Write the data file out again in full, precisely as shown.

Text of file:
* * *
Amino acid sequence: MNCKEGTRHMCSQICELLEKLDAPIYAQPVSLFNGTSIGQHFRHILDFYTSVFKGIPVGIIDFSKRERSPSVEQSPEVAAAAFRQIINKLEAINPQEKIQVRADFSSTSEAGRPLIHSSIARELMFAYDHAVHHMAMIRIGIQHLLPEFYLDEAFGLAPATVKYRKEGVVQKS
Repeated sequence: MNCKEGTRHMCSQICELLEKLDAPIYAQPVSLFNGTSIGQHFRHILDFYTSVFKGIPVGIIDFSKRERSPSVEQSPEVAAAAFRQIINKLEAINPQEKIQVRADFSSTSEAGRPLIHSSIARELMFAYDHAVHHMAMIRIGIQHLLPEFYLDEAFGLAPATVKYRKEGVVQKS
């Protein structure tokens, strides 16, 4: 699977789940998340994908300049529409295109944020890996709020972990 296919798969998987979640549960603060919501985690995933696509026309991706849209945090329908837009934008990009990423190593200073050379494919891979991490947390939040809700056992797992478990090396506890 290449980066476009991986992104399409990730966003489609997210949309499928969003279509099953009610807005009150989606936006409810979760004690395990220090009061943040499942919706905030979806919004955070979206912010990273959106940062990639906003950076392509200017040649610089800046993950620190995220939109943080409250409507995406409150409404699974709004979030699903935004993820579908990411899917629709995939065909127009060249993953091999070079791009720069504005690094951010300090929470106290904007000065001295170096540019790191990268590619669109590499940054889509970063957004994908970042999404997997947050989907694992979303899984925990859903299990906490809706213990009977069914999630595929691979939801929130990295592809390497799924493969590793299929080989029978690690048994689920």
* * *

Amino acid sequence: MNCKEGTRHMCSQICELLEKLDAPIYAQPVSLFNGTSIGQHFRHILDFYTSVFKGIPVGIIDFSKRERSPSVEQSPEVAAAAFRQIINKLEAINPQEKIQVRADFSSTSEAGRPLIHSSIARELMFAYDHAVHHMAMIRIGIQHLLPEFYLDEAFGLAPATVKYRKEGVVQKS
Repeated sequence: MNCKEGTRHMCSQICELLEKLDAPIYAQPVSLFNGTSIGQHFRHILDFYTSVFKGIPVGIIDFSKRERSPSVEQSPEVAAAAFRQIINKLEAINPQEKIQVRADFSSTSEAGRPLIHSSIARELMFAYDHAVHHMAMIRIGIQHLLPEFYLDEAFGLAPATVKYRKEGVVQKS
């Protein structure tokens, strides 16, 4: 699977789940998340994908300049529409295109944020890996709020972990 296919798969998987979640549960603060919501985690995933696509026309991706849209945090329908837009934008990009990423190593200073050379494919891979991490947390939040809700056992797992478990090396506890 290449980066476009991986992104399409990730966003489609997210949309499928969003279509099953009610807005009150989606936006409810979760004690395990220090009061943040499942919706905030979806919004955070979206912010990273959106940062990639906003950076392509200017040649610089800046993950620190995220939109943080409250409507995406409150409404699974709004979030699903935004993820579908990411899917629709995939065909127009060249993953091999070079791009720069504005690094951010300090929470106290904007000065001295170096540019790191990268590619669109590499940054889509970063957004994908970042999404997997947050989907694992979303899984925990859903299990906490809706213990009977069914999630595929691979939801929130990295592809390497799924493969590793299929080989029978690690048994689920």